Unfortunately, many doctors of physical medicine have largely ignored Dr. Sarno's work, as the unconscious mind cannot be mapped by x-rays or MRIs, and their own training in physical medicine frequently biases them-- preventing them from seeing the widely accepted connection between the mind and the body. Many doctors will admit emotions can contribute to chronic pain, but in fact it IS the problem. Still many more doctors will not be honest with their patients in telling them that the pain is based in their emotions. And many more patients refuse to accept the emotional basis for their pain and so they continue with physical treatments. And so America's pain problem continues.

Jun. 14 2013 01:27 PM
Truth & Beauty from Brooklyn

I understand that bones have no nerves. This being the case, why does it hurt so much when one is broken?

Jun. 14 2013 01:25 PM
sarah from paris france from paris france

Migraine headaches--why so mysterious? Why connection to vomiting in some? Having horrid ones during 2nd trimester of pregnancy, with terrible vomiting--why don't endorphins or something kick in, to relieve? Any advice to help with the next episode?

Jun. 14 2013 01:25 PM
tom LI

Please ask about pain management, alternative therapies - chiropractic, etc -

Also foot pain caused by nerve impingement. Bottoms of my feet have recently begun to hurt, and a nerve induction test showed nerve issues in both legs. BTW - I'm a very fit and active 50 yo male.

Jun. 14 2013 12:57 PM

Any new research on CPS - Central Pain Syndrome - which is a perceived pain with no physical cause? My wife has it due to trauma caused by a stroke near her thalamus.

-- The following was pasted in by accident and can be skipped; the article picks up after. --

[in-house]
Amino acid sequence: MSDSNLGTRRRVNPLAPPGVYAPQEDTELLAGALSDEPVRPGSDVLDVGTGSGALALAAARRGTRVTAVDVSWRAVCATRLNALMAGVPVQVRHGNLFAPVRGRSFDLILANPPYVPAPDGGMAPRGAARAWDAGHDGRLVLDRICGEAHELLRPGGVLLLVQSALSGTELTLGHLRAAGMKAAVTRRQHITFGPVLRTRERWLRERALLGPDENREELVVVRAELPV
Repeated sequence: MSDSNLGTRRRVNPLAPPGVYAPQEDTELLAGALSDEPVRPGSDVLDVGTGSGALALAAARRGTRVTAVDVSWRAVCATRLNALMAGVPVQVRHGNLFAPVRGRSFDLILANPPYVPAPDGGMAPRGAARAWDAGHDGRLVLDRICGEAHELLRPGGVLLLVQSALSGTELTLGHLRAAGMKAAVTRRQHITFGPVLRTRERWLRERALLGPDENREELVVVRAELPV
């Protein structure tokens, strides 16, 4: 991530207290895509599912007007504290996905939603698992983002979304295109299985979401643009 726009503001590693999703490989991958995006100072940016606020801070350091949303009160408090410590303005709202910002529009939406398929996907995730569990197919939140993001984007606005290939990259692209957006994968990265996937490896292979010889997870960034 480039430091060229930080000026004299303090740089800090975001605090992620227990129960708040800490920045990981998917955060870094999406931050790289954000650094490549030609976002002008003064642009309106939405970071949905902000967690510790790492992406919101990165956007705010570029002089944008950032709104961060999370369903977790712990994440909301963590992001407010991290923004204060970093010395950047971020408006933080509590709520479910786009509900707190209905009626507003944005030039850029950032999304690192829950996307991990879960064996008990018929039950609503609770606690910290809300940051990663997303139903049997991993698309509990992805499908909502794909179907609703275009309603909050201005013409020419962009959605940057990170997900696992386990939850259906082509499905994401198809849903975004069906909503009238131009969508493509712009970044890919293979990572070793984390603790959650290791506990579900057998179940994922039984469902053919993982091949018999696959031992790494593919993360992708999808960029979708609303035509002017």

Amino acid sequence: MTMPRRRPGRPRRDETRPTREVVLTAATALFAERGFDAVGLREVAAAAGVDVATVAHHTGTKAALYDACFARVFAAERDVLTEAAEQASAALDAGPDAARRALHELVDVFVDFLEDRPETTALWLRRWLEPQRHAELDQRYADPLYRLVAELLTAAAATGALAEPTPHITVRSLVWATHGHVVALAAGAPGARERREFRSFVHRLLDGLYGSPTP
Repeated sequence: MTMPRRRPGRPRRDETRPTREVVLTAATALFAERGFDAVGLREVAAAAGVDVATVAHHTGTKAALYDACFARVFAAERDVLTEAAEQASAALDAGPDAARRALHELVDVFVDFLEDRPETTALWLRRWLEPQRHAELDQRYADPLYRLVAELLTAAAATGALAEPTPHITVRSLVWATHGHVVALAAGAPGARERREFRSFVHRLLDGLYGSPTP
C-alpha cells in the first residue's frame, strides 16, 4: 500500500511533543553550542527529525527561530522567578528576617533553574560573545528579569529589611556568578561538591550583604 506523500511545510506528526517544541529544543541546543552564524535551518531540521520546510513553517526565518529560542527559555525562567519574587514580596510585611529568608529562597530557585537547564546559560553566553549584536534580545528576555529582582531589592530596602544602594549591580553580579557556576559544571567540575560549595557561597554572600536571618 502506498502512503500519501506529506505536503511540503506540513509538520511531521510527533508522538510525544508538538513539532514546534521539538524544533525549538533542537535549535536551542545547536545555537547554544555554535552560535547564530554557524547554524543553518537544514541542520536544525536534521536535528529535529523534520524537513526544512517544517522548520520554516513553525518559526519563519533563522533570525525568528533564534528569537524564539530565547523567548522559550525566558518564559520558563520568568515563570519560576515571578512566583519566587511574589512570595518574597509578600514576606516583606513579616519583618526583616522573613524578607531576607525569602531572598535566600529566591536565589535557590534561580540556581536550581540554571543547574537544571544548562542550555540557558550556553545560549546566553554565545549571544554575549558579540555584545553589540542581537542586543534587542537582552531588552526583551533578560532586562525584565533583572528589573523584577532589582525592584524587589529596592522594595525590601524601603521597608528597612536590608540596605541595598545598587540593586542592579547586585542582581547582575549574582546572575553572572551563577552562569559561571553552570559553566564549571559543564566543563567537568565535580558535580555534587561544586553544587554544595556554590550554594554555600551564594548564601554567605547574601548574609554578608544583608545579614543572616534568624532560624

Unlike motor neurons which stop sending signals when cut, pain neurons increase their perception of pain when the message doesn't get through. The result is excruciating and continual pain. Her only relief is massive doses (3+ grams per day) of gabapentin. And all that does is bring the shout down to bearable level. It never ends.

Stroke victims, MS sufferers, closed-head and other TBI victims, athletes, shingles...All of these can suffer from CPS. How common 1 in 10? 1 in 100? 1 in 1,000? is this malady. Is there any good research going on?

Jun. 14 2013 12:08 PM

I tripped and fell during a run and landed on my hands and knees. The skin under my knee was torn to shreds, pieces of gravel stuck in the wound, but I had no pain. I was stunned and embarrassed, but no pain. It was almost an out of body experience, when I looked at the wound, I thought that should hurt, but it didn't. The pain didn't start until I got home to clean it. I always wondered what was going on. Thanks,

Jun. 14 2013 12:07 PM
Ed from Larchmont

Please comment on the unborn and pain, thanks.

Jun. 14 2013 05:51 AM